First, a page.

In all of these bud-union diseases, a virus or viroid may be causal. Current indexing procedures are long term, taking from three to ten years or longer. Selection of budwood for entry into a pathogen-free foundation budwood programme may be difficult without a rapid index for these diseases. Until more rapid indexes are developed in those areas of the world where bud-union problems are suspected, buds should be carefully selected from nucellar bud-lines or from mother trees on rough lemon or trifoliate rootstocks whose many progeny trees have a history of being negative for bud-union problems. All major scion sources used in a given area should be propagated on major rootstocks in a variety-rootstock block to verify that bud-union problems (either transmissible or non transmissible) will not occur.
Bud sources can be indexed by inoculation into a sweet orange such as a Valencia, propagated on to a rough lemon rootstock and put into the field. Trees should be well cared for and soil fertility should be of the best for rapid growth. Where tristeza is not present, sour orange should be added as an additional rootstock for the indexing of gummy bark disease. The need for a more rapid index for these bud-union problems is self-evident.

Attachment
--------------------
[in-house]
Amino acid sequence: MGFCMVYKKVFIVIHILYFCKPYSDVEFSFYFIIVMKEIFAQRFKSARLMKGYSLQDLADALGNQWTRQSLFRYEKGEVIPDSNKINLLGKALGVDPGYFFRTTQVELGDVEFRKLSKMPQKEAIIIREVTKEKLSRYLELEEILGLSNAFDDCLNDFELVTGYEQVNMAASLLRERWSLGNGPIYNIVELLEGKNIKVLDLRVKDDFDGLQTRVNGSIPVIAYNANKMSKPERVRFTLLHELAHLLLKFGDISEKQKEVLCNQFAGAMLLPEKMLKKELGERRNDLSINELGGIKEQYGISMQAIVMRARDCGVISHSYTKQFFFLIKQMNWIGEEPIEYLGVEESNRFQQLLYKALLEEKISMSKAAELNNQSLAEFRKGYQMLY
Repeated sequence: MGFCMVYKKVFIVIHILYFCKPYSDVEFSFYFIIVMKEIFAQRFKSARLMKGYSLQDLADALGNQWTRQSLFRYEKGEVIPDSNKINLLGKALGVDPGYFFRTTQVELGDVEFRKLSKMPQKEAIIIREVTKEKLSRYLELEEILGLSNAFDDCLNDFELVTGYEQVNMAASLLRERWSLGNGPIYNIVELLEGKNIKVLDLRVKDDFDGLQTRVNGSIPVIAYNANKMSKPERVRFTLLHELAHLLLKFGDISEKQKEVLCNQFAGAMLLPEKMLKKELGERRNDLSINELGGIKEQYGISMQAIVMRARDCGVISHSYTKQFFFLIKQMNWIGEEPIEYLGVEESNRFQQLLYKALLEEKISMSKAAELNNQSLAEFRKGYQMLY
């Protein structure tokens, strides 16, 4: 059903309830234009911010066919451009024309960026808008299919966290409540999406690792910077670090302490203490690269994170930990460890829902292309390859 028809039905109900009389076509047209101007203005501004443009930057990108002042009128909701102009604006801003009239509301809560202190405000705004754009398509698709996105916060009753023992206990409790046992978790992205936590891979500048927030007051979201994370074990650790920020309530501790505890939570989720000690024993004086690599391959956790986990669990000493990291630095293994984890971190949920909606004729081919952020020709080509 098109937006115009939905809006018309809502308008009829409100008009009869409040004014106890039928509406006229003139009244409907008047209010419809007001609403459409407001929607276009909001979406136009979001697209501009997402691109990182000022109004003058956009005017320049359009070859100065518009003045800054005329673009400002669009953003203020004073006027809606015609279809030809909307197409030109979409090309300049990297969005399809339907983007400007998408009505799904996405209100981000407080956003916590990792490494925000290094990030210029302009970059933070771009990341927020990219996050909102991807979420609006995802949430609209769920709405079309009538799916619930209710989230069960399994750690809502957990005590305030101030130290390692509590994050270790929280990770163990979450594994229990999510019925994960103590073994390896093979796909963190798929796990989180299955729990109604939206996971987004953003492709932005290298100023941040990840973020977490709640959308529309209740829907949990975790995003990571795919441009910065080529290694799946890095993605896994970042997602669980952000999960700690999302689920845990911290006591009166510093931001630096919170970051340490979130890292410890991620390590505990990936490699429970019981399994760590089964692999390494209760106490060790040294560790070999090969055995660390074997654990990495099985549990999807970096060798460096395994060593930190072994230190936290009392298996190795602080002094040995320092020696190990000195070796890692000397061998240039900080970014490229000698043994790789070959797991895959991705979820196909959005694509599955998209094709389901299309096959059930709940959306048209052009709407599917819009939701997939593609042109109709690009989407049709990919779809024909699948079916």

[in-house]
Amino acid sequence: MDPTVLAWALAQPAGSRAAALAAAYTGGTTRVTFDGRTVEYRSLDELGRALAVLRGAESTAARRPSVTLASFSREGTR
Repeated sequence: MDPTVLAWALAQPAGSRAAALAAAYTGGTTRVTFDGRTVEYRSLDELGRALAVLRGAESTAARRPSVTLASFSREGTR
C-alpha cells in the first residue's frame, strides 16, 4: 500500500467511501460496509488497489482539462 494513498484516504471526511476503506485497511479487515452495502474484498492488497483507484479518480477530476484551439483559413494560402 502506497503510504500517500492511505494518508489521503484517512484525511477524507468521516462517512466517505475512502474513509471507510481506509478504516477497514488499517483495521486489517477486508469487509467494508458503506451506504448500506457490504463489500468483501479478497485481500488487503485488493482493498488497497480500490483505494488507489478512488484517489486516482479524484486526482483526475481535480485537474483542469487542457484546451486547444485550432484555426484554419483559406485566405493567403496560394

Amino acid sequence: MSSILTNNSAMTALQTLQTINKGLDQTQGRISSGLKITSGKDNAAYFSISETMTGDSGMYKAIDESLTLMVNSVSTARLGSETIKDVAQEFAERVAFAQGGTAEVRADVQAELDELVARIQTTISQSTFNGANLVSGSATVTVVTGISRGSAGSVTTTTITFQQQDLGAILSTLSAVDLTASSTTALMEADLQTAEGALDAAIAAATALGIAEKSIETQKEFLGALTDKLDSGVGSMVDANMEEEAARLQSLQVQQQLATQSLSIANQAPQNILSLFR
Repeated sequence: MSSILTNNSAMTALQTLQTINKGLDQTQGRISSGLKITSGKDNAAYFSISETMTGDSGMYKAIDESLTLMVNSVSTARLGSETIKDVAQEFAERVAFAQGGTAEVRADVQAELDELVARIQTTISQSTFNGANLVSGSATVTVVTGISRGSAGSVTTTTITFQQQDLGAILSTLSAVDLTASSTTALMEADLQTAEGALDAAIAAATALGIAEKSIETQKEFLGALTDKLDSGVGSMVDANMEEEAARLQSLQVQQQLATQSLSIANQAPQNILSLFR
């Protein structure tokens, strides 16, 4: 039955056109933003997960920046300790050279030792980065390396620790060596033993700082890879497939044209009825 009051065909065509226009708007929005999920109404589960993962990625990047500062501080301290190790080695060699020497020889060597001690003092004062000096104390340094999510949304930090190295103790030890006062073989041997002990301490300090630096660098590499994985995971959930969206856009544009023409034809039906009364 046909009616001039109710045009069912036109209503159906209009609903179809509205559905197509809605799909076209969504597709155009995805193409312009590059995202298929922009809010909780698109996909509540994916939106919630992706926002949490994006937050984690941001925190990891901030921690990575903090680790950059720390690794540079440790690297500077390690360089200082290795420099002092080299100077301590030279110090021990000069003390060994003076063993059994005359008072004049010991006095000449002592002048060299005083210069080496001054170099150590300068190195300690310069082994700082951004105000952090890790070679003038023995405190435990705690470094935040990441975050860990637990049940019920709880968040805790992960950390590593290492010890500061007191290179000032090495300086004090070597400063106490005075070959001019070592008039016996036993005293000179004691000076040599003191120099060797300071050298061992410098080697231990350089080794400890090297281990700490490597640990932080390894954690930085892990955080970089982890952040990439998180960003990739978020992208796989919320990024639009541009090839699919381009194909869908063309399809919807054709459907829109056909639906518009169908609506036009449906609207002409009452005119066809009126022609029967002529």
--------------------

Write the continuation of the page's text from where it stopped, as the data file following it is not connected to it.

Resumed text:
There are a number of bud-union incompatibility and over-growth problems not the result of transmissible agents. One such problem (see Figure 105) shows the severe bud-union overgrowth of a mandarin on Troyer citrange in the Central Valley of California. Numerous transmission trials (Roistacher, unpublished) have shown that this condition is not caused by a pathogen but is an incompatibility probably aggravated by warm temperatures. Mandarins are especially susceptible and begin to decline after about 15 years.
GUMMY BARK AND BUD-UNION ABNORMALITY DETECTION
Gummy bark: sweet orange/sour orange. Bud-union crease: sweet orange/rough lemon.
A minimum of 4, preferably 6 or 8.
Train as trees for field planting.
First symptoms: 3 to 10 years.
Gummy bark: reddish-brown gum in lightly scraped bark of sweet orange scion above the bud-union. Severe pits may be present in the sweet orange scion.Bud-union crease: indentation at the bud-union circling the trunk with pits and gum in the crease line.